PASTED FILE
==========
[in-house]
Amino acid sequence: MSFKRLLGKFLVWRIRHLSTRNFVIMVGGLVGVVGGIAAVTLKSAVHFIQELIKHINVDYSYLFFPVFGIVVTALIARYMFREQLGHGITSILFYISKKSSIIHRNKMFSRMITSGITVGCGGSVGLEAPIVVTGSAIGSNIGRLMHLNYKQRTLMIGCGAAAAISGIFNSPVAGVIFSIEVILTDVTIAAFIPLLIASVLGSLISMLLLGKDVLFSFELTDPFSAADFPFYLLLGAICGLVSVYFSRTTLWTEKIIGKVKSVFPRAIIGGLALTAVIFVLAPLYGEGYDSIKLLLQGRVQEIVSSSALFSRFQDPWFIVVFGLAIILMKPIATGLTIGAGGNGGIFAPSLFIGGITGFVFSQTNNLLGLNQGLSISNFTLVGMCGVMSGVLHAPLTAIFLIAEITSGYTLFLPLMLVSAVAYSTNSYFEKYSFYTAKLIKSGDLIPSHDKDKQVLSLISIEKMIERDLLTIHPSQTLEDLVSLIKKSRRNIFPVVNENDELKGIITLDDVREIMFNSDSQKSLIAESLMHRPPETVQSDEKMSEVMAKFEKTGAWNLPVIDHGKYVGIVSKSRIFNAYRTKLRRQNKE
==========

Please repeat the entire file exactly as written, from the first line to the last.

[in-house]
Amino acid sequence: MSFKRLLGKFLVWRIRHLSTRNFVIMVGGLVGVVGGIAAVTLKSAVHFIQELIKHINVDYSYLFFPVFGIVVTALIARYMFREQLGHGITSILFYISKKSSIIHRNKMFSRMITSGITVGCGGSVGLEAPIVVTGSAIGSNIGRLMHLNYKQRTLMIGCGAAAAISGIFNSPVAGVIFSIEVILTDVTIAAFIPLLIASVLGSLISMLLLGKDVLFSFELTDPFSAADFPFYLLLGAICGLVSVYFSRTTLWTEKIIGKVKSVFPRAIIGGLALTAVIFVLAPLYGEGYDSIKLLLQGRVQEIVSSSALFSRFQDPWFIVVFGLAIILMKPIATGLTIGAGGNGGIFAPSLFIGGITGFVFSQTNNLLGLNQGLSISNFTLVGMCGVMSGVLHAPLTAIFLIAEITSGYTLFLPLMLVSAVAYSTNSYFEKYSFYTAKLIKSGDLIPSHDKDKQVLSLISIEKMIERDLLTIHPSQTLEDLVSLIKKSRRNIFPVVNENDELKGIITLDDVREIMFNSDSQKSLIAESLMHRPPETVQSDEKMSEVMAKFEKTGAWNLPVIDHGKYVGIVSKSRIFNAYRTKLRRQNKE